Formal testing of some ESOL students has proven inadequate (Cummins, 1984), and Mohammed's case exemplifies this. He was referred for testing because, despite great effort and focus, he could not read the simplest text; his writing was incomprehensible; and his motor skills were exceptionally slow. His teachers and peers believed he was a slow learner, yet his command of oral language showed greater understanding and clarity. This discrepancy in written and oral language is common as students learn English, yet it can also signal a learning disability. Because learning disabilities usually appear in a student's native language as well as the second language, we tested Mohammed in his native language. Results showed low performance levels but no discrepancy that might suggest a learning disability.
Problems in translating the test, however, limited the validity of its findings. For example, one test asked questions about popular culture that the student was not familiar with. When we followed up with tests that had directions in basic English, we found considerably higher performance levels. The additional testing showed strengths that we were not recognizing. Mohammed's success with a social studies oral report substantiated that his abstract reasoning skills outpaced other performance. Rather than lowering academic standards, we offered Mohammed a more structured learning environment with visual organizers such as semantic maps, as Russell Gersten (1999) recommends for a learner with reading and writing difficulties. We also used a more multimodal approach, including graphs, visual cues, and kinesthetic activities, recommended by Alejandro Brice and Celeste Roseberry-McKibbin (1999). Although it can be tempting with students like Mohammed to attribute slow progress to a single cause, the profile reminds us to consider many factors in developing multifaceted approaches to learning.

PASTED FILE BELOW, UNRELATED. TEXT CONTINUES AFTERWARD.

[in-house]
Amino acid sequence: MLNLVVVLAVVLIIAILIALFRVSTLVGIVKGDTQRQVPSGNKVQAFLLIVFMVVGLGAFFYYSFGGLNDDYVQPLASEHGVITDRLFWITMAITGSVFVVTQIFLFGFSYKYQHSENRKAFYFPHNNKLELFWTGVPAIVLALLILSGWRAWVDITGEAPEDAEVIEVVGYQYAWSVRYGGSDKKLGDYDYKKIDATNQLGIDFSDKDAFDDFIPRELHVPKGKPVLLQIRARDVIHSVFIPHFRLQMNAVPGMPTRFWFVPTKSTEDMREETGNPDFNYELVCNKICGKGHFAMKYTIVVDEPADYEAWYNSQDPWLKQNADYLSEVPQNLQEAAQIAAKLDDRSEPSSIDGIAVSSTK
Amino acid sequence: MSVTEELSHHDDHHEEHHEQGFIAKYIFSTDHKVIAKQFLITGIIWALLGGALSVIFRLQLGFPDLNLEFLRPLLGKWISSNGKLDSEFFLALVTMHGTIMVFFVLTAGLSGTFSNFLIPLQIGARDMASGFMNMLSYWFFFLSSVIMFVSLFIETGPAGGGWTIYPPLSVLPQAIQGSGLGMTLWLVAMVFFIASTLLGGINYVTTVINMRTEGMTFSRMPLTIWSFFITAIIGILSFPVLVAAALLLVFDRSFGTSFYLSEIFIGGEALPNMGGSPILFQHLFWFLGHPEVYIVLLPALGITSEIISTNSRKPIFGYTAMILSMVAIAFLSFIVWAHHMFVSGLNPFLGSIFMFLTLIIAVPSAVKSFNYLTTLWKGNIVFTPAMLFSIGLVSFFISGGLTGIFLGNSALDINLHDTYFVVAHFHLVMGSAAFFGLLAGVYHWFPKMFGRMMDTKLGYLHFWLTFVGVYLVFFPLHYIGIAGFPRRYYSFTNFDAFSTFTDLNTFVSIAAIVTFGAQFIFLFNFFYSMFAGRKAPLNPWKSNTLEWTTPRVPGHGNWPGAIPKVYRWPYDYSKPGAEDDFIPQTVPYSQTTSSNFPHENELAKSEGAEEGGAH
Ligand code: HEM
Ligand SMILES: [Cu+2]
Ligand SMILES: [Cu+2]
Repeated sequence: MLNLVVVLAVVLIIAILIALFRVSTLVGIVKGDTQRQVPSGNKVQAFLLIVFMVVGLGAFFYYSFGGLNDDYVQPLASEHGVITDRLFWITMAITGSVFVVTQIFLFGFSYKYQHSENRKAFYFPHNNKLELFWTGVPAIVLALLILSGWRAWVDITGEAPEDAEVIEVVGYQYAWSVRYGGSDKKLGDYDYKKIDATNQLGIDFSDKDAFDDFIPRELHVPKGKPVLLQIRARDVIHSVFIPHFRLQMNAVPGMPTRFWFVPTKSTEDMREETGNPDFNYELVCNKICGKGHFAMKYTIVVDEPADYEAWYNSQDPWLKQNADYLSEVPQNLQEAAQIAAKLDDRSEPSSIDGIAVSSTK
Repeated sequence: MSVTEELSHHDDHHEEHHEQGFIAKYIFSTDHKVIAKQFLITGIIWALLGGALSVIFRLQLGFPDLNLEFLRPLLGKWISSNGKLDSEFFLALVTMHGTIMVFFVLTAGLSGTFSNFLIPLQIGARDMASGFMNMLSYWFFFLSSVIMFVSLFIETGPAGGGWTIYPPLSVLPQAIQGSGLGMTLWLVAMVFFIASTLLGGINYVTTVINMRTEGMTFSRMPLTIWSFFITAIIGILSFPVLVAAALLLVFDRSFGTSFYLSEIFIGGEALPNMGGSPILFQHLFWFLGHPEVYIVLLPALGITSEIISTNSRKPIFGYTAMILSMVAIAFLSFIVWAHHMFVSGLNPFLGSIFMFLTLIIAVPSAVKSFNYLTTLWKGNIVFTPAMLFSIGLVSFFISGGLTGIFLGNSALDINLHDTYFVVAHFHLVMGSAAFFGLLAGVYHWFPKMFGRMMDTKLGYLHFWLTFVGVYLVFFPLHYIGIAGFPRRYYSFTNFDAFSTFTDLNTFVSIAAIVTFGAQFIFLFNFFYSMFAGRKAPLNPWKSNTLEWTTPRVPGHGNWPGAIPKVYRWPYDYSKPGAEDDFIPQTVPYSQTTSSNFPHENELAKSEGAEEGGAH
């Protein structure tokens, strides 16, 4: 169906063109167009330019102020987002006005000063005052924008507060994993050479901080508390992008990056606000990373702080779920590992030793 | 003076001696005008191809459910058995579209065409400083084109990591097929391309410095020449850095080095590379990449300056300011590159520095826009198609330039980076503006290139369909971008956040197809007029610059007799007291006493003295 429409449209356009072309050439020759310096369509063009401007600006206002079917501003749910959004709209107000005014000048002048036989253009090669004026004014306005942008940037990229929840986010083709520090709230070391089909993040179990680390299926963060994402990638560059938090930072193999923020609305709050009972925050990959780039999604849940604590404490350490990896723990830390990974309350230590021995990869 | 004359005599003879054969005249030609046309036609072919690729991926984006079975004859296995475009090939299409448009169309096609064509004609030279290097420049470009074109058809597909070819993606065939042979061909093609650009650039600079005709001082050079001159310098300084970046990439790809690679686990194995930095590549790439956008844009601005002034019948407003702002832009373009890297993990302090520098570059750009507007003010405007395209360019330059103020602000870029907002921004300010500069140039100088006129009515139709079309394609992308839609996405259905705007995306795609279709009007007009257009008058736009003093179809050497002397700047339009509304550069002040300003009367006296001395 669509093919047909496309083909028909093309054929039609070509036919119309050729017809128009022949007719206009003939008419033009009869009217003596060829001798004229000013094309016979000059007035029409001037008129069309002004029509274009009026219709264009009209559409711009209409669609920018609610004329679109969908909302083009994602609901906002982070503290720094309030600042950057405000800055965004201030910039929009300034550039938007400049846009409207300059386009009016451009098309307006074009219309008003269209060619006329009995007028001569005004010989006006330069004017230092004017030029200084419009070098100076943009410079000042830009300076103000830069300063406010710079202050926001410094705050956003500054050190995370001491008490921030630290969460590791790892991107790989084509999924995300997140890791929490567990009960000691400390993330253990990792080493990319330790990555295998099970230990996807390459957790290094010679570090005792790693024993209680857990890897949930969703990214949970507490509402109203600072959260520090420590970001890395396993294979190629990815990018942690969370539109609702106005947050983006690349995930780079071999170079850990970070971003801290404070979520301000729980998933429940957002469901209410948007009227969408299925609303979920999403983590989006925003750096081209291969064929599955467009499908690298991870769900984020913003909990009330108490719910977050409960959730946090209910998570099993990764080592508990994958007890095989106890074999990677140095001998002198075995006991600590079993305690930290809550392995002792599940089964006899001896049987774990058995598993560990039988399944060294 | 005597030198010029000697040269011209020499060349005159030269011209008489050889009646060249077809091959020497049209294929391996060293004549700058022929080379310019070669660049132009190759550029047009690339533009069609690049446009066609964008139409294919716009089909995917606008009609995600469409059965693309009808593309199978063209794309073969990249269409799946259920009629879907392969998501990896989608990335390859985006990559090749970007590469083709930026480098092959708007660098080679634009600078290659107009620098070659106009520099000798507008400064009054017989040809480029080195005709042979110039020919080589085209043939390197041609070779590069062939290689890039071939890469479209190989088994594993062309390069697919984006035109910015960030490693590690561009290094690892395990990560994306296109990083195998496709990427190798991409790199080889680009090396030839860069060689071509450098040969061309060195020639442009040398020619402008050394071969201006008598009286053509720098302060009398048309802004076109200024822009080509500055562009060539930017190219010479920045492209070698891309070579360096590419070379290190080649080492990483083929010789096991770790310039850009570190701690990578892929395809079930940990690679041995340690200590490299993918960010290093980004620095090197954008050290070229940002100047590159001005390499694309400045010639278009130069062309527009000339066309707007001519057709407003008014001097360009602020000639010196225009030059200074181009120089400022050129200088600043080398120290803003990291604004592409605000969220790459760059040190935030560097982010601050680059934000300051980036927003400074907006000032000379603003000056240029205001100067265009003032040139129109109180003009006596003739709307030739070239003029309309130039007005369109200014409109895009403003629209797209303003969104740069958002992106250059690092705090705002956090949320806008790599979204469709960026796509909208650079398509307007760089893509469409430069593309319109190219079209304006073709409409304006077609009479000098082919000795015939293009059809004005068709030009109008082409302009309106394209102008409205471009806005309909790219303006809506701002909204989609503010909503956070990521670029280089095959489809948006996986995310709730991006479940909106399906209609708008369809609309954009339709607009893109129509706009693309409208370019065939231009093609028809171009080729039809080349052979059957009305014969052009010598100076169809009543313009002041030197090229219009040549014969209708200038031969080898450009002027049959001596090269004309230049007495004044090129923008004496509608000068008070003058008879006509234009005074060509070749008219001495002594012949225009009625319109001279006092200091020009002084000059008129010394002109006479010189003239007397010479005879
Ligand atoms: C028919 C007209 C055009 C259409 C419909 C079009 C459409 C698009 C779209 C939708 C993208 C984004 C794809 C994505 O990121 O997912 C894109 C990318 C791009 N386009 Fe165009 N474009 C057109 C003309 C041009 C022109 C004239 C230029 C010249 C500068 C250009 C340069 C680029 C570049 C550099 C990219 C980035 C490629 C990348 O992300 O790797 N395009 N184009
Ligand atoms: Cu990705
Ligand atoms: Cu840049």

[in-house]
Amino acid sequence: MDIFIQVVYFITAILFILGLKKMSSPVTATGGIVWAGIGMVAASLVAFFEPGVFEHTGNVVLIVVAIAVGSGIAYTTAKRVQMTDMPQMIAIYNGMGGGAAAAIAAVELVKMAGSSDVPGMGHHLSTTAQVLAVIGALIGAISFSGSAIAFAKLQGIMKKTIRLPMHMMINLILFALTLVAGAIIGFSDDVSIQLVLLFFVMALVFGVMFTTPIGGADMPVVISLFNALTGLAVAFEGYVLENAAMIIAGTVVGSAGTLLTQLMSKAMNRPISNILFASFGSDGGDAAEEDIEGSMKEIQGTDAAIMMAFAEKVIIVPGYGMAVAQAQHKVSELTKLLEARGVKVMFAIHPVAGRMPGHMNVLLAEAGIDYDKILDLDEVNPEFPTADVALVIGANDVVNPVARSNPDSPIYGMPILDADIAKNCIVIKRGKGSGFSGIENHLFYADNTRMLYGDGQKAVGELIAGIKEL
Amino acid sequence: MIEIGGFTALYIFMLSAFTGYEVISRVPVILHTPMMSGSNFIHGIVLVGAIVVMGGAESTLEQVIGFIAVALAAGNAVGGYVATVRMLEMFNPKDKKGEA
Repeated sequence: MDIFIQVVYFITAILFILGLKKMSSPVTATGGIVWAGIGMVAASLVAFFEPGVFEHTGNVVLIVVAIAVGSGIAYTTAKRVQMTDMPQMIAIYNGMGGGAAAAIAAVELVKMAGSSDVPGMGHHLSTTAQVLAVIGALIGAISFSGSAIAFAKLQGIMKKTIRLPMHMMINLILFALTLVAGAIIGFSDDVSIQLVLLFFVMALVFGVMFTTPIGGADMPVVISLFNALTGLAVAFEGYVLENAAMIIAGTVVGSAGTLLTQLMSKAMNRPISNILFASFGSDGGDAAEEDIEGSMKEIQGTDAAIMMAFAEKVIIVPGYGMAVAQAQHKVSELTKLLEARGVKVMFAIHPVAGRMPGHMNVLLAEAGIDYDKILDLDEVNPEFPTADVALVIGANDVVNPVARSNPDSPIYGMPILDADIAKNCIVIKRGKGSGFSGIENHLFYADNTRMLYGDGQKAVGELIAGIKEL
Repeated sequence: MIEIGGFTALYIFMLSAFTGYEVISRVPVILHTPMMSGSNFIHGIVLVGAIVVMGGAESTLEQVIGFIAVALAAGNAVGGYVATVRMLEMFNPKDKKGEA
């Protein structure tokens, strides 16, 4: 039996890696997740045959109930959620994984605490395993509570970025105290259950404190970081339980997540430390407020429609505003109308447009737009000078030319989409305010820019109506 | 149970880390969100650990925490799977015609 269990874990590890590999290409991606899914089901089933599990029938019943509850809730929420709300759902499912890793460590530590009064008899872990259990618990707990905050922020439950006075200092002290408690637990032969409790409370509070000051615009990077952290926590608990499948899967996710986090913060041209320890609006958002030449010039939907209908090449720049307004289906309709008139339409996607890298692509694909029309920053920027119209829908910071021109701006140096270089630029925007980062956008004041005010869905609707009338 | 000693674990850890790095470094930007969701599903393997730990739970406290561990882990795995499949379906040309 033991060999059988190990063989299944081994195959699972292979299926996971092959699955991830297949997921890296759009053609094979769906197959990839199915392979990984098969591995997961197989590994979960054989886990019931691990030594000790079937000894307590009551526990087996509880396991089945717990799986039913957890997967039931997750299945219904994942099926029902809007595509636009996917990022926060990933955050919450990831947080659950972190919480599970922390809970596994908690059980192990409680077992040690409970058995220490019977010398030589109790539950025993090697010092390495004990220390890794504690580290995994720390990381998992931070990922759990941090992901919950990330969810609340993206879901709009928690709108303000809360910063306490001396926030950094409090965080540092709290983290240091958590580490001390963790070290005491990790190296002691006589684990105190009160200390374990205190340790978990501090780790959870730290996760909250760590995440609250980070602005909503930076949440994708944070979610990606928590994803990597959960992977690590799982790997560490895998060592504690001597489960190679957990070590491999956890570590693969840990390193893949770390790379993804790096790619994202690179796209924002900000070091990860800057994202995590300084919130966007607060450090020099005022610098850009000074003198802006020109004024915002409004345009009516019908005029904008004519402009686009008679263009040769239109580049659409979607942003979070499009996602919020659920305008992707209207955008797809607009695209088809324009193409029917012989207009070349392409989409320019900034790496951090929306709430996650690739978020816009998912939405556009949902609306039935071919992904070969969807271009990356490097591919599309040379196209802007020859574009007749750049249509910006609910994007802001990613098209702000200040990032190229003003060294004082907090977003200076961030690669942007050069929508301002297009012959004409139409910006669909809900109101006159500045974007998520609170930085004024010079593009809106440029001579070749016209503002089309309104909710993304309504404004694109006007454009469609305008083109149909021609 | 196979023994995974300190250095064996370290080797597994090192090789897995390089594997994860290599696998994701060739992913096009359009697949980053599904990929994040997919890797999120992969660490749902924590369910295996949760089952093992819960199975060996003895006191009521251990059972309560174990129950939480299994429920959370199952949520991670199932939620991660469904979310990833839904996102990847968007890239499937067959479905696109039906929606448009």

Figure 1. Information for a Student Profile

Contact parents, teachers, psychologists, and pediatricians and review records for information about a student experiencing difficulty with learning English.

Testing information

  • Psychoeducational testing in native and second language